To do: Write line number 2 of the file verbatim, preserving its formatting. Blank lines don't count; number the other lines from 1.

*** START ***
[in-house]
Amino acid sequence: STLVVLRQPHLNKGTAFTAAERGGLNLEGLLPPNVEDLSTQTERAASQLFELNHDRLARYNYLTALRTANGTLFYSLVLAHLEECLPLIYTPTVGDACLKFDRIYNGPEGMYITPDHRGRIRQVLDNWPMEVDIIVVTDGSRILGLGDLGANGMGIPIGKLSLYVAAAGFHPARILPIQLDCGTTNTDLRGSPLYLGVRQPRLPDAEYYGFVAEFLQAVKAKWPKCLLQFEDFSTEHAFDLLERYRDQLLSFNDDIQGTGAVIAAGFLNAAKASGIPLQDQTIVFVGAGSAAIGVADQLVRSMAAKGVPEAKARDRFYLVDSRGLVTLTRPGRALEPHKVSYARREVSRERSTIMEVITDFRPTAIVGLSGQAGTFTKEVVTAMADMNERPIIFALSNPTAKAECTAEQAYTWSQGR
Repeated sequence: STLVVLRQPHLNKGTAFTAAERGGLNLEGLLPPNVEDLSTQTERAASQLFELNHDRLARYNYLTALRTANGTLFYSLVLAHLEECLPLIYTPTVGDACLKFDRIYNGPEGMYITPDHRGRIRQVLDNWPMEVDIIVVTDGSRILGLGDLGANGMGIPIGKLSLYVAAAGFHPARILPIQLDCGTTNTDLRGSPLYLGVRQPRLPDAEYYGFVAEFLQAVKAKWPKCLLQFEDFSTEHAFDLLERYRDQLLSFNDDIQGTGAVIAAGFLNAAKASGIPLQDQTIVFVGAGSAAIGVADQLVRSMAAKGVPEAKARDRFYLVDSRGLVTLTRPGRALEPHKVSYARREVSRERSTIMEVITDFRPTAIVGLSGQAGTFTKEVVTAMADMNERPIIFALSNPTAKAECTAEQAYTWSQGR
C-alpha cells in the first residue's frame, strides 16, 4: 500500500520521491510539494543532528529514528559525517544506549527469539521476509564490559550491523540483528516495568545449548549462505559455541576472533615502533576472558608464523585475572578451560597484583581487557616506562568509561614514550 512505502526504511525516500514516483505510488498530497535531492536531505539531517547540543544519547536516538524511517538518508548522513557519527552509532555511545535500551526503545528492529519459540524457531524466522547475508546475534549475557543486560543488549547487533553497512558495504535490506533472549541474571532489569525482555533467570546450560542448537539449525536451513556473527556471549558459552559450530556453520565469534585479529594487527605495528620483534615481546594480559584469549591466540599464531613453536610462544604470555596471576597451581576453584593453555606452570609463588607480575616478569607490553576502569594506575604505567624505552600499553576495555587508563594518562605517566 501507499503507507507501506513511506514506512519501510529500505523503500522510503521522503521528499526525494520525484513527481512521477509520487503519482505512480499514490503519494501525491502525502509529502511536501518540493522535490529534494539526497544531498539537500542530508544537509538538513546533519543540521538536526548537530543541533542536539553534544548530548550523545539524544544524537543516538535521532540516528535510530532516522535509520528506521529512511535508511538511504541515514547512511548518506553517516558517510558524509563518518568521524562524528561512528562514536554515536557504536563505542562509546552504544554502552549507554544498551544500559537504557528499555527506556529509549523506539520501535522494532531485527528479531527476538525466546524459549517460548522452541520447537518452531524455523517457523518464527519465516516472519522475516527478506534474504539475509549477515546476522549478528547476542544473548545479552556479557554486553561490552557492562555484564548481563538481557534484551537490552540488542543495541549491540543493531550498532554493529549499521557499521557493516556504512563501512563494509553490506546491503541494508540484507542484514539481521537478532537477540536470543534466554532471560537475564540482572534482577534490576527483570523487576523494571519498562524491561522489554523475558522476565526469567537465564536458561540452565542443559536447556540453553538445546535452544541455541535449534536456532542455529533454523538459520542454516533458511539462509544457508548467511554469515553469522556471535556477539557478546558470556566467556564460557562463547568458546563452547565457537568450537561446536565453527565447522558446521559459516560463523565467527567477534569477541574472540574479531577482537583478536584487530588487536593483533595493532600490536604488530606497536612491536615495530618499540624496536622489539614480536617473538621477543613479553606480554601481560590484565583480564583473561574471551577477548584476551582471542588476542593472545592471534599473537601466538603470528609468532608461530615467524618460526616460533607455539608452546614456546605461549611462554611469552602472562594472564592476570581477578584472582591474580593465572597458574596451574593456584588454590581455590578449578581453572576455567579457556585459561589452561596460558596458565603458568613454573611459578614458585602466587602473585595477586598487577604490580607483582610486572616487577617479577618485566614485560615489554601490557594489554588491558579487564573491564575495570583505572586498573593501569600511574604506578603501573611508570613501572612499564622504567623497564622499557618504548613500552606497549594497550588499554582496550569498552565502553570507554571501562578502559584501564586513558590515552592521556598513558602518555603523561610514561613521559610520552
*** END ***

Amino acid sequence: STLVVLRQPHLNKGTAFTAAERGGLNLEGLLPPNVEDLSTQTERAASQLFELNHDRLARYNYLTALRTANGTLFYSLVLAHLEECLPLIYTPTVGDACLKFDRIYNGPEGMYITPDHRGRIRQVLDNWPMEVDIIVVTDGSRILGLGDLGANGMGIPIGKLSLYVAAAGFHPARILPIQLDCGTTNTDLRGSPLYLGVRQPRLPDAEYYGFVAEFLQAVKAKWPKCLLQFEDFSTEHAFDLLERYRDQLLSFNDDIQGTGAVIAAGFLNAAKASGIPLQDQTIVFVGAGSAAIGVADQLVRSMAAKGVPEAKARDRFYLVDSRGLVTLTRPGRALEPHKVSYARREVSRERSTIMEVITDFRPTAIVGLSGQAGTFTKEVVTAMADMNERPIIFALSNPTAKAECTAEQAYTWSQGR